710: Hash Overview

710: Hash Overview

Large-scale production of hashish, or hash, likely originated in Morocco in the 1960s when the West African nation became an essential stop on the infamous Hippie Trail. However, researchers believe hash originated several thousand years before in East Asia, which makes it the oldest concentrate still used today. Though it can be made into extract hash oil, traditional hash is plant-based, which differentiates it from oil-based concentrates like wax and shatter. The oil in modern concentrates inspired the association with 710 (which spells 01L upside-down), and the potency of concentrates means people only need a small dab, which inspired the name dab for concentrates and dabbing for their use. Traditional hash is not oil-based, but as a concentrate, many people still categorize it as a 710 dab.

Trichomes and Terpenes

Trichomes, a name derived from the Greek word for plant outgrowth or hair, are the translucent resin glands on cannabis plants that contain tetrahydrocannabinol (THC), cannabidiol (CBD) and other cannabinoid compounds. Different types of cannabis trichomes exist—e.g., bulbous, capitate-sessile and capitate-stalked—and the amount of THC in the trichome heads dictates potency. Hash producers typically make hash using sieves to separate the trichomes from mature cannabis flowers, collecting the resin glands and pressing them together into a dense hash brick. By contrast, modern concentrates typically use solvents to capture the cannabis compounds and then purge the solvent through heat and other methods. Hash tends to have lower THC content than modern concentrates, but solvents can reduce other important compounds. Compared to shatter, for example, hash has more terpenes, which are the organic compounds responsible for the smell and taste of cannabis.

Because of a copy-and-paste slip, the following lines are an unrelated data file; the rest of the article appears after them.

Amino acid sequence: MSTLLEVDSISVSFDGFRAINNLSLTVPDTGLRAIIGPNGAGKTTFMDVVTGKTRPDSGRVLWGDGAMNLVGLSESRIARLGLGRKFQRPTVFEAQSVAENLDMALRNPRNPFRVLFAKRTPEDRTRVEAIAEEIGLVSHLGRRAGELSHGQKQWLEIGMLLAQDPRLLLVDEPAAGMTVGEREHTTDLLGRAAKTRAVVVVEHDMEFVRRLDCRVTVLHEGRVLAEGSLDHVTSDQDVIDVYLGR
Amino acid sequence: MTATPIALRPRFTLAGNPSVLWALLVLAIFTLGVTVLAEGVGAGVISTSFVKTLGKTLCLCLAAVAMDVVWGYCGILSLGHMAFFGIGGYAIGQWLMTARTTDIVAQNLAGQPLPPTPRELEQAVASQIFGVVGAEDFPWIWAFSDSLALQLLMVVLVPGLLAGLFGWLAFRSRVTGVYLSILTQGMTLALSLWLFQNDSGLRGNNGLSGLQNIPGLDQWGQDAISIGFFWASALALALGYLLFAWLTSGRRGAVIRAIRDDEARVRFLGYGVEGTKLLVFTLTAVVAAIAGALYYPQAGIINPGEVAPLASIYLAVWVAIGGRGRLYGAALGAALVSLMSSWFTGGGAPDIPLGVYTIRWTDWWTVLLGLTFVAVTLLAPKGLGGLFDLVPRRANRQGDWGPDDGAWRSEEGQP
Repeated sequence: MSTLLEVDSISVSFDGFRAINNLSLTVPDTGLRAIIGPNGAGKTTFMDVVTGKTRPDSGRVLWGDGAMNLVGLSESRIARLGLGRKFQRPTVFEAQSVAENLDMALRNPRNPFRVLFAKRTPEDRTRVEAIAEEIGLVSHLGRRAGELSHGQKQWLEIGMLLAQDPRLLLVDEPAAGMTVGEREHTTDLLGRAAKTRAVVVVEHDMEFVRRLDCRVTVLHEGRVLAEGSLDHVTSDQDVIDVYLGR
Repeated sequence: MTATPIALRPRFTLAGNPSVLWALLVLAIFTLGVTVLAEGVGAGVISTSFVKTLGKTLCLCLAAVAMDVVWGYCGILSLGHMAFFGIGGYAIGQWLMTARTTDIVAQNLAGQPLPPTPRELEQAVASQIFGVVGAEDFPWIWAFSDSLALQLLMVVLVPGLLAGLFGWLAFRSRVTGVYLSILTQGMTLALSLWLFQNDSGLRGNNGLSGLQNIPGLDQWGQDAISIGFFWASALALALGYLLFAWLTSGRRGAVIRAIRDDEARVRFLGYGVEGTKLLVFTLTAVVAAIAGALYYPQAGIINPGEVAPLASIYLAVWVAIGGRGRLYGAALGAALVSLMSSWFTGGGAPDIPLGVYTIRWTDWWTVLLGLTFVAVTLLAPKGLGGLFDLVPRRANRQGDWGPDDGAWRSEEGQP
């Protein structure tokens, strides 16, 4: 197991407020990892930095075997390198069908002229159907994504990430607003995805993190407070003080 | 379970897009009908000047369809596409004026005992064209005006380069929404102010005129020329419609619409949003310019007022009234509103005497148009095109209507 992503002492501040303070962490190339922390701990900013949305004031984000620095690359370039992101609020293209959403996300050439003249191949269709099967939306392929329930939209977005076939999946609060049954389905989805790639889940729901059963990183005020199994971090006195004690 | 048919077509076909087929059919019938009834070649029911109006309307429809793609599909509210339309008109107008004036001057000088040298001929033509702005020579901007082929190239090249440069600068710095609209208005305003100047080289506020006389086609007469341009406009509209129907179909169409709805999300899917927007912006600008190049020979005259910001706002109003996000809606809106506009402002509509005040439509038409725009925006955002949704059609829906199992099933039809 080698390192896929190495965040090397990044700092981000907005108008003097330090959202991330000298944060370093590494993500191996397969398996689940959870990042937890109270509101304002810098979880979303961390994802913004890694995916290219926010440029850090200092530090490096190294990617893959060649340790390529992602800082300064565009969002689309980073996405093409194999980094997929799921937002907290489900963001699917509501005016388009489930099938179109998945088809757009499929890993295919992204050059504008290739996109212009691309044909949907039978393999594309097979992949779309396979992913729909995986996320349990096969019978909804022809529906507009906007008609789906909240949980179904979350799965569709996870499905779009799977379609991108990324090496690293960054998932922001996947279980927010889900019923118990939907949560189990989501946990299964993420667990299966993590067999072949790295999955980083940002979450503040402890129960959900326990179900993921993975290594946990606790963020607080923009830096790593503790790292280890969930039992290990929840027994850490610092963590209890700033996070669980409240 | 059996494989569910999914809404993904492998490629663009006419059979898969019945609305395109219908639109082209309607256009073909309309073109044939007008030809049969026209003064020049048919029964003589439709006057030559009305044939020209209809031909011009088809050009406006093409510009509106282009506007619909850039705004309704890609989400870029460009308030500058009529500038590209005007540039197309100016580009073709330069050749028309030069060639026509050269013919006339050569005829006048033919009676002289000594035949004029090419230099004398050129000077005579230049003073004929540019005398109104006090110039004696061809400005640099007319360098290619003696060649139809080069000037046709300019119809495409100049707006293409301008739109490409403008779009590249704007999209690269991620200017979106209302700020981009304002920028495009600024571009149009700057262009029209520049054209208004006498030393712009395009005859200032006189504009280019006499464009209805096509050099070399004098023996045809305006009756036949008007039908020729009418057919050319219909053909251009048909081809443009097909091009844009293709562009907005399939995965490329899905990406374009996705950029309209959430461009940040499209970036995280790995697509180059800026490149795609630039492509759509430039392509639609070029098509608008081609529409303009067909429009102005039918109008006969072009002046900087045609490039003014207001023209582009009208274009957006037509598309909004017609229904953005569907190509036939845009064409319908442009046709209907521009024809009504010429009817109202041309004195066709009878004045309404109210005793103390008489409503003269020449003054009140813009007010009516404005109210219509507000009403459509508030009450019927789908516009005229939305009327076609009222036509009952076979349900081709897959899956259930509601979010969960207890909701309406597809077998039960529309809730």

Though a hash brick is the traditional form, new ice-water extractions produce solvent-free hash concentrates often called ice hash or bubble melt hash. To make it, cannabis is typically placed in ice and cold water. At low temperatures, the trichomes separate from the cannabis plant and sink to the bottom of the icy slush. A filtration bag or other type of filter is then used to collect the resin glands, which take a paste-like form that can vary in color, sturdiness and pliability. Other new techniques to make solvent-free hash include heat/pressure separations and static-electricity sieving, among others.

Hash Consumption

Hot knifing was an early version of dabbing in which users placed a lump of hash between two hot knives and inhaled the vapors. Today, hash lovers typically heat the concentrate in a pipe, bong, hookah or vaporizer, and some people combine hash and cannabis in a rolled joint. Historically, individuals also used hash to make edibles, notably the Hashish Eater’s Club in 19th-century Paris. Club members included influential authors like Victor Hugo (Les Miserables), Alexandre Dumas (The Three Musketeers) and Honoré de Balzac (The Human Comedy).

710: Oil, Shatter, Wax & Hash

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What Exactly Did the Hashish Eaters Eat?

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The Origin of the Hashish Eaters

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The Hashish Eaters Club

Medical Benefits of Terpenes

Terpenes and the Endocannabinoid System

What Are Terpenes?


Making Hashish the Rif Mountain Way

How THC and Myrcene Interact